The dogmas of the quiet past, are inadequate to the stormy present. The occasion is piled high with difficulty, and we must rise — with the occasion. —Abraham Lincoln, December 1, 1862
As more open courses are uploaded to itunes and youtube, people around the globe find they can play and pause the lectures without the fear of affecting the professors. Many others also point out another advantage of on-line video–you don’t have to pay an exorbitant tuition to those ivy schools. It seems the advent of internet has made excellent teachers a less scarce resource as printing press did to the reading materials.
When printing made the accumulation and transmission of knowledge no longer a priority of academia, scholars began to engage themselves in the “age of discovery” by experiment and observation. So as the internet is increasingly ubiquitous, the academic world certainly will be evolved into another storm of knowledge production.
In 2008, Google made its flu trend prediction onto the page of Nature. The searching engine found a close relationship between users’ queries for flu-related topics and the population showing flu symptoms. By aggregating data, google gave out an accurate flu alarm to public much earlier than the official monitoring institutions.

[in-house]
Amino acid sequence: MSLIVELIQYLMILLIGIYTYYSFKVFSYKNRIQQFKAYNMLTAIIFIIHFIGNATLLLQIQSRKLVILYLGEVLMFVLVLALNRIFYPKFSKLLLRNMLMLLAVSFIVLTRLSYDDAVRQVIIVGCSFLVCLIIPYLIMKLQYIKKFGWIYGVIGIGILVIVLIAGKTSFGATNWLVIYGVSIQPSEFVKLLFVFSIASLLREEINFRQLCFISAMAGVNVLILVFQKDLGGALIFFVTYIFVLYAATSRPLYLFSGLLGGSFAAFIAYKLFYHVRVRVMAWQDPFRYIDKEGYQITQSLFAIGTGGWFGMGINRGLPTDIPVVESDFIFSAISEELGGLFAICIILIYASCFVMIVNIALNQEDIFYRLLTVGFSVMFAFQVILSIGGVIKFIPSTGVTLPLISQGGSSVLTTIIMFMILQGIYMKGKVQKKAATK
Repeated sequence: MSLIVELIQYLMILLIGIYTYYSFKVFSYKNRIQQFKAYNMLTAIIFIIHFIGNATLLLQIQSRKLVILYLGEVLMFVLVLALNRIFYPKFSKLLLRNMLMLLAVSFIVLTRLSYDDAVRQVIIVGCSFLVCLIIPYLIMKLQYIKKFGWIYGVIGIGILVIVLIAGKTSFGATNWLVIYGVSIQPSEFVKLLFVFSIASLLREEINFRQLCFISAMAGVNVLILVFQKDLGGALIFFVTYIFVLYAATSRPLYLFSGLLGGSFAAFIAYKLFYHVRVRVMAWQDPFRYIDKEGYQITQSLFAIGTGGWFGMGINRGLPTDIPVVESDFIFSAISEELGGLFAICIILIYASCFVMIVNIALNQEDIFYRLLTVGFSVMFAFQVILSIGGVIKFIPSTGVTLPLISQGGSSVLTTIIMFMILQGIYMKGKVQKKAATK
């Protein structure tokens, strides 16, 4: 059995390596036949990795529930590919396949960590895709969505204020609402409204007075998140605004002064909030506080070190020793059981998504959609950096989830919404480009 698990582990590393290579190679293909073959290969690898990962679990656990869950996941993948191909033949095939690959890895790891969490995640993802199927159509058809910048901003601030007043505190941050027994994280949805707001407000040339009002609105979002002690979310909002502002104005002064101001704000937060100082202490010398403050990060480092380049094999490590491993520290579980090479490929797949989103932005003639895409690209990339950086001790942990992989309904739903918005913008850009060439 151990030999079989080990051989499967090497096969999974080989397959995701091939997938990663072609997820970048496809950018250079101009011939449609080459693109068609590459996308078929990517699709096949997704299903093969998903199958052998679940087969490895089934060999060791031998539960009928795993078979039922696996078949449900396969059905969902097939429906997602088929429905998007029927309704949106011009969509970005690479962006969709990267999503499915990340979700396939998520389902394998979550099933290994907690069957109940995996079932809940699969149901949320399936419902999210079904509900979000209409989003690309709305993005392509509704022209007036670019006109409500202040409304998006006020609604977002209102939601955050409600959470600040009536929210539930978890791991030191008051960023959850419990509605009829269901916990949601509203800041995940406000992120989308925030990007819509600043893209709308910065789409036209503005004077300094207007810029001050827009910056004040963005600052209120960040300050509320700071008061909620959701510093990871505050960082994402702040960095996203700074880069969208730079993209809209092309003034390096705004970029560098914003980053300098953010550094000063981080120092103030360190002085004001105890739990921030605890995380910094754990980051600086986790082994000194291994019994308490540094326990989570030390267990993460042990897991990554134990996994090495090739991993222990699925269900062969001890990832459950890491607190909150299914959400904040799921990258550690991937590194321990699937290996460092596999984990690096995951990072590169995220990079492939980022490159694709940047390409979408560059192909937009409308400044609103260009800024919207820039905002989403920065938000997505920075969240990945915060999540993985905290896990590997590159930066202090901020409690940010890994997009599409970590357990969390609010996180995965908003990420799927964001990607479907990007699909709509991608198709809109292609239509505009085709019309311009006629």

It is not a victory of information technology over the science of medicine, but it certainly illustrate a point: as more and more people move their lives into the cyperspace, by researching this intermedium between public and individual, some significant facts about our existence off-line can be retrieved in the terms of data.
Many educators celebrate the near future ushered in by the technologies— most the impediments to high-quality education will be eradicated by low-cost virtual classrooms with interacting features. But they neglect it’s also possible in the future (not so near) the knowledge itself can be of less worth as the price of labor in poor countries is right now. Fewer countries will rid itself of poverty by higher level of education, since they had no control on the traffic data produced on the internet. By investing huge money on the internet, the rich countries can gain some sort of monopoly on information about the current and future. The speculation on future market will be less a risky business, since the large feeds of data had made the predictions incredibly precise in a not so short run. The poor countries will still the locus of factories, hopefully many centers of research and development will also move to some of them, but few of them can gain control of their destiny. Being wired to the world doesn’t necessarily mean the world is equally open to every country, for the lines of connection are in some sense privately owned.
Indeed, this is a rather bleak picture about future, but some of you may have seen few omens in the financial crash since 2008.